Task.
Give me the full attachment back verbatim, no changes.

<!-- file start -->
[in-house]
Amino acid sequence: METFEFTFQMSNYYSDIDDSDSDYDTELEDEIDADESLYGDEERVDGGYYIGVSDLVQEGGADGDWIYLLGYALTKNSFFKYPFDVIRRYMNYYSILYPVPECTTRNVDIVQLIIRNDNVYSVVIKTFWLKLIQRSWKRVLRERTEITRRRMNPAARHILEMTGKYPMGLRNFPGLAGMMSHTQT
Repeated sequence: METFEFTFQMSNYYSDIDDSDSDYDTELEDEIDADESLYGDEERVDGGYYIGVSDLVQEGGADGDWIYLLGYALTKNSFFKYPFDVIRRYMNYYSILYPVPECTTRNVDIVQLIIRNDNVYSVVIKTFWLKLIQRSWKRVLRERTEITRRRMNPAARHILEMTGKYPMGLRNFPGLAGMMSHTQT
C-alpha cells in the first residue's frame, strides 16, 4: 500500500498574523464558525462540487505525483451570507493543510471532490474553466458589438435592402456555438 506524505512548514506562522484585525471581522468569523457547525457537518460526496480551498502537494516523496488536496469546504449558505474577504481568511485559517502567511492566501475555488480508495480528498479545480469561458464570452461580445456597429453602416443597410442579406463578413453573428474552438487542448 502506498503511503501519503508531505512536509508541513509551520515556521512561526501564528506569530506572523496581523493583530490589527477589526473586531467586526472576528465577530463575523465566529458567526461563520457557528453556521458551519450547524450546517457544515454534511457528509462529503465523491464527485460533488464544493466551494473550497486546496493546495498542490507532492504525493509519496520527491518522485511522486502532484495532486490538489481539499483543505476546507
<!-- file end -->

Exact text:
[in-house]
Amino acid sequence: METFEFTFQMSNYYSDIDDSDSDYDTELEDEIDADESLYGDEERVDGGYYIGVSDLVQEGGADGDWIYLLGYALTKNSFFKYPFDVIRRYMNYYSILYPVPECTTRNVDIVQLIIRNDNVYSVVIKTFWLKLIQRSWKRVLRERTEITRRRMNPAARHILEMTGKYPMGLRNFPGLAGMMSHTQT
Repeated sequence: METFEFTFQMSNYYSDIDDSDSDYDTELEDEIDADESLYGDEERVDGGYYIGVSDLVQEGGADGDWIYLLGYALTKNSFFKYPFDVIRRYMNYYSILYPVPECTTRNVDIVQLIIRNDNVYSVVIKTFWLKLIQRSWKRVLRERTEITRRRMNPAARHILEMTGKYPMGLRNFPGLAGMMSHTQT
C-alpha cells in the first residue's frame, strides 16, 4: 500500500498574523464558525462540487505525483451570507493543510471532490474553466458589438435592402456555438 506524505512548514506562522484585525471581522468569523457547525457537518460526496480551498502537494516523496488536496469546504449558505474577504481568511485559517502567511492566501475555488480508495480528498479545480469561458464570452461580445456597429453602416443597410442579406463578413453573428474552438487542448 502506498503511503501519503508531505512536509508541513509551520515556521512561526501564528506569530506572523496581523493583530490589527477589526473586531467586526472576528465577530463575523465566529458567526461563520457557528453556521458551519450547524450546517457544515454534511457528509462529503465523491464527485460533488464544493466551494473550497486546496493546495498542490507532492504525493509519496520527491518522485511522486502532484495532486490538489481539499483543505476546507